Winter Makes Neighbors Out of People

I grew up just beyond the reach of the Lake Erie snow belt. I dreaded winter so much that I could make myself shiver just thinking about it - a handy trick on long, muggy August afternoons. I dreaded winter so much I wouldn’t even let myself enjoy the glories of autumn. Instead of seeing beauty in the red and golden leaves, I braced myself for the slow descent into chilly misery. My family barely dabbled in winter sports, so I didn’t even have the thrill of sledding to buoy me through until springtime. I stayed in-state for college, torn between wanting a warmer climate and wanting to be close to my parents. After four years of scraping ice from my windshield and scheduling my classes according to how far I’d have to venture out onto the frigid campus, my graduate school discernment process was a breeze.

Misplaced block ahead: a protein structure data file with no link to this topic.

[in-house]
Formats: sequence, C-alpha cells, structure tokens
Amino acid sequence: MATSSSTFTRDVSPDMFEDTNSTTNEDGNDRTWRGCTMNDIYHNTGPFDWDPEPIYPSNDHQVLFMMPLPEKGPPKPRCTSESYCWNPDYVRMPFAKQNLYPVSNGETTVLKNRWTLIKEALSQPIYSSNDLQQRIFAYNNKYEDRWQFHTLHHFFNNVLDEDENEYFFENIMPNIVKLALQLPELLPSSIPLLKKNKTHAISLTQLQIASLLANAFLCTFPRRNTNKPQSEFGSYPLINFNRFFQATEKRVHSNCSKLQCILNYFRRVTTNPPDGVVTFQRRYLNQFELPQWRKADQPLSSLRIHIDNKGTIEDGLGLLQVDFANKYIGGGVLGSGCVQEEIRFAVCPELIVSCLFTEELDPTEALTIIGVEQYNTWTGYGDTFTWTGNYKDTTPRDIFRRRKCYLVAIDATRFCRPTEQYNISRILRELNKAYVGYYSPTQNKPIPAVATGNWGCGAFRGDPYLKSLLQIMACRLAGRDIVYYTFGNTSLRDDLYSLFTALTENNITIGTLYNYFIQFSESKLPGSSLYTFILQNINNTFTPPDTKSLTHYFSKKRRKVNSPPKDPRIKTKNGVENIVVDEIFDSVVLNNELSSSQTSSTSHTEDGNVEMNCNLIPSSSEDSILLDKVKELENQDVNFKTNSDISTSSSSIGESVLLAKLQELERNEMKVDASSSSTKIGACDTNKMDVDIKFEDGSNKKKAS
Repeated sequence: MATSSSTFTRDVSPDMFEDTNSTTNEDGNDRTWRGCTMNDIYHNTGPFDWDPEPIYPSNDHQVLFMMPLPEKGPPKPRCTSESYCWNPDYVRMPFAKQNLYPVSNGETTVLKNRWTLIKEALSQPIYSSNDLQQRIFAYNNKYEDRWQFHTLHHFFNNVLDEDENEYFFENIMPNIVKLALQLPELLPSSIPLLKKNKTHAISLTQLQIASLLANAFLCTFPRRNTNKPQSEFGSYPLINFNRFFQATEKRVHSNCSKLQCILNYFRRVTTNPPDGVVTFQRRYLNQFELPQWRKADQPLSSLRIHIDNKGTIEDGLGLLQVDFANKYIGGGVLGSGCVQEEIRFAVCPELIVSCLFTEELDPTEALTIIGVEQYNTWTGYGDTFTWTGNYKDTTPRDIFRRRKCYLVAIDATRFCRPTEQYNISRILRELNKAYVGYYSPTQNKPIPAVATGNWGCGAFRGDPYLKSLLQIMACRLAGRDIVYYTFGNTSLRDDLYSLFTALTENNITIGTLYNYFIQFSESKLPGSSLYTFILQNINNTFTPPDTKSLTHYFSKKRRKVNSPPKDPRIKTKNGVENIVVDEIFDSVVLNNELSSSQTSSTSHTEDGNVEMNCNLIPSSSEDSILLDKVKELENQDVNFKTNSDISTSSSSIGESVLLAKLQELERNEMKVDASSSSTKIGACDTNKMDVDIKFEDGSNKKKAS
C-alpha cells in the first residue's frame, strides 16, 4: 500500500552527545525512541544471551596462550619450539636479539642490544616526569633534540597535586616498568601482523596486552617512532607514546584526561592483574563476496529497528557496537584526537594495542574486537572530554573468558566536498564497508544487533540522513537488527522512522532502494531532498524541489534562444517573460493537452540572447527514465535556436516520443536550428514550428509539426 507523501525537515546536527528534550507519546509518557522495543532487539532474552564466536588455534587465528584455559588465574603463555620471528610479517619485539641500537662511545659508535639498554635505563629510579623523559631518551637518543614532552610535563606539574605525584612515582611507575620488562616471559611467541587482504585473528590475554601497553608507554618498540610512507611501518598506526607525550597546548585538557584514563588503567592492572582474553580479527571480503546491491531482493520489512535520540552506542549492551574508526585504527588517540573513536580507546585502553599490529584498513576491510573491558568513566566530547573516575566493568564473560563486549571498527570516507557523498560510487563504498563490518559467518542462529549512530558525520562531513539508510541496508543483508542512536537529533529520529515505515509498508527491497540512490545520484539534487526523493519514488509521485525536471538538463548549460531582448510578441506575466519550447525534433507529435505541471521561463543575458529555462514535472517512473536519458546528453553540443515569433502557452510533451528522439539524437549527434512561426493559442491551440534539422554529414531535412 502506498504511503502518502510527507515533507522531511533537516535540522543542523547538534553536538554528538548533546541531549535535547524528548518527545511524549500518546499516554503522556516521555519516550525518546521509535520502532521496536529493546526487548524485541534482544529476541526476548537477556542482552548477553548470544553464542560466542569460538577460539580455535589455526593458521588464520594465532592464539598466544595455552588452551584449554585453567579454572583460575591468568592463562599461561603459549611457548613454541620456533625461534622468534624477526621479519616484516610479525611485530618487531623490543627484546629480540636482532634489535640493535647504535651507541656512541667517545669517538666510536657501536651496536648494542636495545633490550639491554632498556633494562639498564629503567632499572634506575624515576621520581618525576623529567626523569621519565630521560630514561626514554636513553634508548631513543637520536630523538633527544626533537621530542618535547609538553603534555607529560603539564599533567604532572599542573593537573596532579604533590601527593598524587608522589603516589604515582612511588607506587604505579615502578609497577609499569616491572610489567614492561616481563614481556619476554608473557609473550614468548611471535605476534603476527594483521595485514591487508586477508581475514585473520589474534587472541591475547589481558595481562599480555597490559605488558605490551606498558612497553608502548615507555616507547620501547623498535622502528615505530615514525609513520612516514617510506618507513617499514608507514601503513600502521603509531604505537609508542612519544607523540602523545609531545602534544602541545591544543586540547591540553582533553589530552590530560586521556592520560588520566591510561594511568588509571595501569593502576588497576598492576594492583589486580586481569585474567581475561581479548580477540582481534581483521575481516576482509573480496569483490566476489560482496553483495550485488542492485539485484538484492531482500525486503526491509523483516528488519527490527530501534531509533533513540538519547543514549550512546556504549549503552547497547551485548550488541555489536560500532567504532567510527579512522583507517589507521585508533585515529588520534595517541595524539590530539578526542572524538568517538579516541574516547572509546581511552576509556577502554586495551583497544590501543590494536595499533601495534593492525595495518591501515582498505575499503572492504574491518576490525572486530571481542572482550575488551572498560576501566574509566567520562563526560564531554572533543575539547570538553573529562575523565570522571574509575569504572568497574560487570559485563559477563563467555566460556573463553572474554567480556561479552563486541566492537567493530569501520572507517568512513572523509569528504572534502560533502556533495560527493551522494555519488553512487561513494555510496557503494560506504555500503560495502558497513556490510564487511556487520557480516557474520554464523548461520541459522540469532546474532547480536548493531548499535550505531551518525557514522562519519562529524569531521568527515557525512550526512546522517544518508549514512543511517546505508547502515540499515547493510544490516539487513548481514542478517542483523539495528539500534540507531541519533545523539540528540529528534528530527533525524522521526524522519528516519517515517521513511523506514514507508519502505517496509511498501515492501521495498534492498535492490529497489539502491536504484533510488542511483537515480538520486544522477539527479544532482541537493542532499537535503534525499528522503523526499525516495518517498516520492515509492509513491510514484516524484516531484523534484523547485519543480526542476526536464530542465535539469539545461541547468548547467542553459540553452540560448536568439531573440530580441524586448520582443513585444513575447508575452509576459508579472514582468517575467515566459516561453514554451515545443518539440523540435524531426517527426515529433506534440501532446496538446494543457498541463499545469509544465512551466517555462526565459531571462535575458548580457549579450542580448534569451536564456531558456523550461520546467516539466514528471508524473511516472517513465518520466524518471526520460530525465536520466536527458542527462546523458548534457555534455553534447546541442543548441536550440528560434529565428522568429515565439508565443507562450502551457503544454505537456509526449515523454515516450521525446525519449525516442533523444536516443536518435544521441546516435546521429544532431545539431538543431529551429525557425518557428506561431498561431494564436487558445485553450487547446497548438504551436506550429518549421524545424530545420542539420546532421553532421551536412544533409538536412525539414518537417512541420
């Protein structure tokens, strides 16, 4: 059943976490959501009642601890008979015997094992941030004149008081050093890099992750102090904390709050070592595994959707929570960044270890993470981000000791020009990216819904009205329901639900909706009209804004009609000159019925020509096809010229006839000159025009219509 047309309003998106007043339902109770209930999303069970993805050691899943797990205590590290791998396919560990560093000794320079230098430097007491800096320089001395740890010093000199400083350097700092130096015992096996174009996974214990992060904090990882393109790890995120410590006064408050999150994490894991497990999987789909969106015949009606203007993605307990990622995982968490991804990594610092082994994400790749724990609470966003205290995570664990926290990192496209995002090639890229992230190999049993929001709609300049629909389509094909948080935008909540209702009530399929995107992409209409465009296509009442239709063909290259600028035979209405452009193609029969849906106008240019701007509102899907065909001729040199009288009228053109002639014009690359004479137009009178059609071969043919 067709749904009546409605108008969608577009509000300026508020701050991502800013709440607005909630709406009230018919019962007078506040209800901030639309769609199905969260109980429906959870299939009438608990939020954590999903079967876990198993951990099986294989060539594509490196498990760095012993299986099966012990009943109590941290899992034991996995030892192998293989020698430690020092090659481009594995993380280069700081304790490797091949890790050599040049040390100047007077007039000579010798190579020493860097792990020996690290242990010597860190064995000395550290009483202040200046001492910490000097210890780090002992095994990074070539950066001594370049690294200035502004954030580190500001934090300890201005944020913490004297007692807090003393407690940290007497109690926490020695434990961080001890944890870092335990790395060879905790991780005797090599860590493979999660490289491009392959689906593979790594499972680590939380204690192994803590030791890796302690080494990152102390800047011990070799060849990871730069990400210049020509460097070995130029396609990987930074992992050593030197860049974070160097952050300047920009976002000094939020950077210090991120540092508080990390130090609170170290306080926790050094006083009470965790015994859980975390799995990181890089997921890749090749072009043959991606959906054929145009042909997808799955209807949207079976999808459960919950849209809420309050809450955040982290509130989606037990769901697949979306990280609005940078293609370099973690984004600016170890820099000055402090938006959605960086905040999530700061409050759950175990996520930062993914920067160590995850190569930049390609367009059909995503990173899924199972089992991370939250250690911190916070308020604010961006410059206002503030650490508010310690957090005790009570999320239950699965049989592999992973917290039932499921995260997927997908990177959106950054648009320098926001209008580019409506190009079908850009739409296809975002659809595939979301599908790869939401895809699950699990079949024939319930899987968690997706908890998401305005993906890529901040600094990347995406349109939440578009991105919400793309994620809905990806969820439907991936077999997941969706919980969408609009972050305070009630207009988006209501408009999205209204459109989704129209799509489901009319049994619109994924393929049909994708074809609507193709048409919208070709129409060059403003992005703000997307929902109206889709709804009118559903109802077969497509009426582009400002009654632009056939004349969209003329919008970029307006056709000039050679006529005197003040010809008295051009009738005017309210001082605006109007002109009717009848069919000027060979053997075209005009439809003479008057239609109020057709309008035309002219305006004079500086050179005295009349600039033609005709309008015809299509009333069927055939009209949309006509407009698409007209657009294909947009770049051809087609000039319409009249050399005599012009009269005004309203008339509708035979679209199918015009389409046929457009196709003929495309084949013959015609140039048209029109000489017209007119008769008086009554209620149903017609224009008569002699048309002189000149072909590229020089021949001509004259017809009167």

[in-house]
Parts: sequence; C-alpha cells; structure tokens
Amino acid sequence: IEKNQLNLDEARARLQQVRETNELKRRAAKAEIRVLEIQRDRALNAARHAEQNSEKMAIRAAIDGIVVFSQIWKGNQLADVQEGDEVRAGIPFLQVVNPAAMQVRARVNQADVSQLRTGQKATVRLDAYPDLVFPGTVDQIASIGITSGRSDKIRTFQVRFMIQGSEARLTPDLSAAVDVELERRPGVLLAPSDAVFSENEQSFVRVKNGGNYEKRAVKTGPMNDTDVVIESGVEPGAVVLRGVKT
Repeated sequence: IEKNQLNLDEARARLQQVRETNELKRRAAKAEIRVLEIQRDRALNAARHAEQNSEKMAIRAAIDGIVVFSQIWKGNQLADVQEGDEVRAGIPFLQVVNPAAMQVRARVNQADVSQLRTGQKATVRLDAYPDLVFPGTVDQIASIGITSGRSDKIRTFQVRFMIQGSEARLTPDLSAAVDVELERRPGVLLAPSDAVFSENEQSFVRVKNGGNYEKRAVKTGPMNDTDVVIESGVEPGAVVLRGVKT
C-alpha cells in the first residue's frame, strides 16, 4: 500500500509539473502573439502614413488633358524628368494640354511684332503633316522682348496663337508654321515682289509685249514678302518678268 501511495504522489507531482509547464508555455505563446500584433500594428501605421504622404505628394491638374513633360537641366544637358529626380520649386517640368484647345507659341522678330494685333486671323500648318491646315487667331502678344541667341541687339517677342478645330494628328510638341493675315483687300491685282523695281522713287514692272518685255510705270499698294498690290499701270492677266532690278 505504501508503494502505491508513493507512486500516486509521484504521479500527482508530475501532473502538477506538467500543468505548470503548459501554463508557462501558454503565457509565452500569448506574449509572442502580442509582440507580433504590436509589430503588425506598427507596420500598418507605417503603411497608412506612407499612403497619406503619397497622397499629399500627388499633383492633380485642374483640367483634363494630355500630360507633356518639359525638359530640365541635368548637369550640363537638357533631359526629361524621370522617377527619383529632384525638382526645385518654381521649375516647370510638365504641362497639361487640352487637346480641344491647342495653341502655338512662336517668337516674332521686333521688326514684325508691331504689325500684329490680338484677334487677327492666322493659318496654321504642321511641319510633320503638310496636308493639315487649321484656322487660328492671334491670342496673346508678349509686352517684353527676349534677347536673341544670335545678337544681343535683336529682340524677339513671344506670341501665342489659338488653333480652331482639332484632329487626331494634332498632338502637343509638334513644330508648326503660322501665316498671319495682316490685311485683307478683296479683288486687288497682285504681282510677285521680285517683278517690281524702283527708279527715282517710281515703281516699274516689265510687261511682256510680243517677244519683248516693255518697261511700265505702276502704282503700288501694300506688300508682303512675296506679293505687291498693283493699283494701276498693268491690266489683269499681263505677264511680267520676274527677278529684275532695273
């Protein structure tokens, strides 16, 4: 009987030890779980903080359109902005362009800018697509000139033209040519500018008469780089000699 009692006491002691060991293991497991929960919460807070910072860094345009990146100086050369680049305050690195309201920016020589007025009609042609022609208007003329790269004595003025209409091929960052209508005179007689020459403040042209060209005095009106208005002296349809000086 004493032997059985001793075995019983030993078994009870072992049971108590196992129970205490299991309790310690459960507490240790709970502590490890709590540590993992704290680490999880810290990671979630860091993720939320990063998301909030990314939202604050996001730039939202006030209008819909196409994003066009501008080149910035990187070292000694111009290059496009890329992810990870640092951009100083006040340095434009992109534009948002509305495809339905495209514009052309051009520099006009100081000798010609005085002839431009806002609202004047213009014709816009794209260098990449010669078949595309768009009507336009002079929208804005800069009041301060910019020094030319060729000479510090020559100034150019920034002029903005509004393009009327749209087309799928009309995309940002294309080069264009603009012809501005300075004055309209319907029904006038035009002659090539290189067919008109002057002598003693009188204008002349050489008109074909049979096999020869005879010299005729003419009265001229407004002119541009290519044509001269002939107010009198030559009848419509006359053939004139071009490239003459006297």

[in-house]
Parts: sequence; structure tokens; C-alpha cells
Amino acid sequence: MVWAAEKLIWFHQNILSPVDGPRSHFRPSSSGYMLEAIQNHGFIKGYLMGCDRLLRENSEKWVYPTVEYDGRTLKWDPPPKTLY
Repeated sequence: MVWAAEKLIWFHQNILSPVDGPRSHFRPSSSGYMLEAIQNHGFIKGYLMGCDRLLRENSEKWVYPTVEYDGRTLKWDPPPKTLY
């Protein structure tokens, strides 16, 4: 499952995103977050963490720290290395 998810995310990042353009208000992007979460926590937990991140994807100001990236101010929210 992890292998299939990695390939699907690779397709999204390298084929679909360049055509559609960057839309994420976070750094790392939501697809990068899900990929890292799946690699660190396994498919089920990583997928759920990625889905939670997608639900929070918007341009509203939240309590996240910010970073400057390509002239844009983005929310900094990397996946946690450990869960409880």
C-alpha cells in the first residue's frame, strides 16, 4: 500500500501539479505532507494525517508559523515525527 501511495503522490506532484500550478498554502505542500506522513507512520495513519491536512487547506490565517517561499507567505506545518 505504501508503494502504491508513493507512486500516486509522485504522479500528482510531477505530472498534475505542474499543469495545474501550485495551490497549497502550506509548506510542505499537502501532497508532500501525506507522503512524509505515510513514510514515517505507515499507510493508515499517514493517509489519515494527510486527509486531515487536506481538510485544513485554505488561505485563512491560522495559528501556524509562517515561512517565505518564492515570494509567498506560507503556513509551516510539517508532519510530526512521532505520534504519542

So it was that a few weeks after our July wedding, my husband and I set westward for sunny Southern California. I’d visited the seminary in February, and been transfixed by the novelty of gazing up at the mountain snowpack while wearing a light jacket. I was thrilled to be out of the grinding Midwestern cold for good. But when we pulled up to campus, exhausted from our cross-country road trip, the mountain range wasn’t there. Granted, I hadn’t grown up around mountains and was therefore unaccustomed to their nuances, but I was relatively sure that mountains did not pick up and move. Had someone at this seminary put their mustard-sized faith to the test, and triumphed? As I squinted at the blank, hazy sky where I knew they’d been, I could make out a faint outline of Mount Baldy, all but obscured behind a veil of thick smog.

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